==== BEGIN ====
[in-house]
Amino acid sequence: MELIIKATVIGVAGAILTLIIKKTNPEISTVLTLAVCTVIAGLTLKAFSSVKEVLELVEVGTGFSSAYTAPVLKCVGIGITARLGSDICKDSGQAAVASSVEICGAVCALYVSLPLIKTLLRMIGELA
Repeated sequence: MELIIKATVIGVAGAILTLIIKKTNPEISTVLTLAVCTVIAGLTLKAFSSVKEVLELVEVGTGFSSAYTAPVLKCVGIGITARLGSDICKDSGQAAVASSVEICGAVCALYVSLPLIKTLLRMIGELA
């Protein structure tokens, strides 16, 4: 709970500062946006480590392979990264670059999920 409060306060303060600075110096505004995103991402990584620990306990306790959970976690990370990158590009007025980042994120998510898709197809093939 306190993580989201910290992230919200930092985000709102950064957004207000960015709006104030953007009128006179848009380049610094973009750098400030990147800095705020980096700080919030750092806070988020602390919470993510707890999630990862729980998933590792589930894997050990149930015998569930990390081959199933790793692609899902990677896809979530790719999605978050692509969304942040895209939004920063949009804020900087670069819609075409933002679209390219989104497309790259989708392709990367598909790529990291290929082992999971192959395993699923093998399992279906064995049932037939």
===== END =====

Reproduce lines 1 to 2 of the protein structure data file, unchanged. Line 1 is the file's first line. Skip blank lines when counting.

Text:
[in-house]
Amino acid sequence: MELIIKATVIGVAGAILTLIIKKTNPEISTVLTLAVCTVIAGLTLKAFSSVKEVLELVEVGTGFSSAYTAPVLKCVGIGITARLGSDICKDSGQAAVASSVEICGAVCALYVSLPLIKTLLRMIGELA